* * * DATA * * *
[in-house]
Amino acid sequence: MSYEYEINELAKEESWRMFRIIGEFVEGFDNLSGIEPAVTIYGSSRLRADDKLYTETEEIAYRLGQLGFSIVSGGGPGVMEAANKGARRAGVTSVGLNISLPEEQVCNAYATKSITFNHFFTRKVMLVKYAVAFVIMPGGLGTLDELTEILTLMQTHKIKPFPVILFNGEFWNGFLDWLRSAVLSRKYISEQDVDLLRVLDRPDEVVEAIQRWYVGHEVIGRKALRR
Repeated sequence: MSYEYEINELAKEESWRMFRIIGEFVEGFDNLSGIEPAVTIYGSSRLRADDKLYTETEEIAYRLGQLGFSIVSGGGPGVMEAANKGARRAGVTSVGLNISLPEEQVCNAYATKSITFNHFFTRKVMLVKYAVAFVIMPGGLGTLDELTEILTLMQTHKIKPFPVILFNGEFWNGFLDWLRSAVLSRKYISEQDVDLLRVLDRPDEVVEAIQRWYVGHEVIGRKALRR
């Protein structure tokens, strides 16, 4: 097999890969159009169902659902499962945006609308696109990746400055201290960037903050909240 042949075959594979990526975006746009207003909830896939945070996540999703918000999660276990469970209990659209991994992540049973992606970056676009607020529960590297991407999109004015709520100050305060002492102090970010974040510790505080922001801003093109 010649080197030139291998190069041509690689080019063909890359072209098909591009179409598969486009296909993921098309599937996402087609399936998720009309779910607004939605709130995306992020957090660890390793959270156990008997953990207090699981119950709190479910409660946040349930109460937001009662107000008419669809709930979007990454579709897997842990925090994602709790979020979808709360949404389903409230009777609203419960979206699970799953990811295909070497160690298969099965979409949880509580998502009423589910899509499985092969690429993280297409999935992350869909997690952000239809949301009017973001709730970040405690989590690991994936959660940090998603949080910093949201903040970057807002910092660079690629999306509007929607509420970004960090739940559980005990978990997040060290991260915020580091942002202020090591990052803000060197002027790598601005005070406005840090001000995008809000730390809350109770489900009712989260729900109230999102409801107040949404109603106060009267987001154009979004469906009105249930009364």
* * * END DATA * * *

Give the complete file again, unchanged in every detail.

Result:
[in-house]
Amino acid sequence: MSYEYEINELAKEESWRMFRIIGEFVEGFDNLSGIEPAVTIYGSSRLRADDKLYTETEEIAYRLGQLGFSIVSGGGPGVMEAANKGARRAGVTSVGLNISLPEEQVCNAYATKSITFNHFFTRKVMLVKYAVAFVIMPGGLGTLDELTEILTLMQTHKIKPFPVILFNGEFWNGFLDWLRSAVLSRKYISEQDVDLLRVLDRPDEVVEAIQRWYVGHEVIGRKALRR
Repeated sequence: MSYEYEINELAKEESWRMFRIIGEFVEGFDNLSGIEPAVTIYGSSRLRADDKLYTETEEIAYRLGQLGFSIVSGGGPGVMEAANKGARRAGVTSVGLNISLPEEQVCNAYATKSITFNHFFTRKVMLVKYAVAFVIMPGGLGTLDELTEILTLMQTHKIKPFPVILFNGEFWNGFLDWLRSAVLSRKYISEQDVDLLRVLDRPDEVVEAIQRWYVGHEVIGRKALRR
């Protein structure tokens, strides 16, 4: 097999890969159009169902659902499962945006609308696109990746400055201290960037903050909240 042949075959594979990526975006746009207003909830896939945070996540999703918000999660276990469970209990659209991994992540049973992606970056676009607020529960590297991407999109004015709520100050305060002492102090970010974040510790505080922001801003093109 010649080197030139291998190069041509690689080019063909890359072209098909591009179409598969486009296909993921098309599937996402087609399936998720009309779910607004939605709130995306992020957090660890390793959270156990008997953990207090699981119950709190479910409660946040349930109460937001009662107000008419669809709930979007990454579709897997842990925090994602709790979020979808709360949404389903409230009777609203419960979206699970799953990811295909070497160690298969099965979409949880509580998502009423589910899509499985092969690429993280297409999935992350869909997690952000239809949301009017973001709730970040405690989590690991994936959660940090998603949080910093949201903040970057807002910092660079690629999306509007929607509420970004960090739940559980005990978990997040060290991260915020580091942002202020090591990052803000060197002027790598601005005070406005840090001000995008809000730390809350109770489900009712989260729900109230999102409801107040949404109603106060009267987001154009979004469906009105249930009364």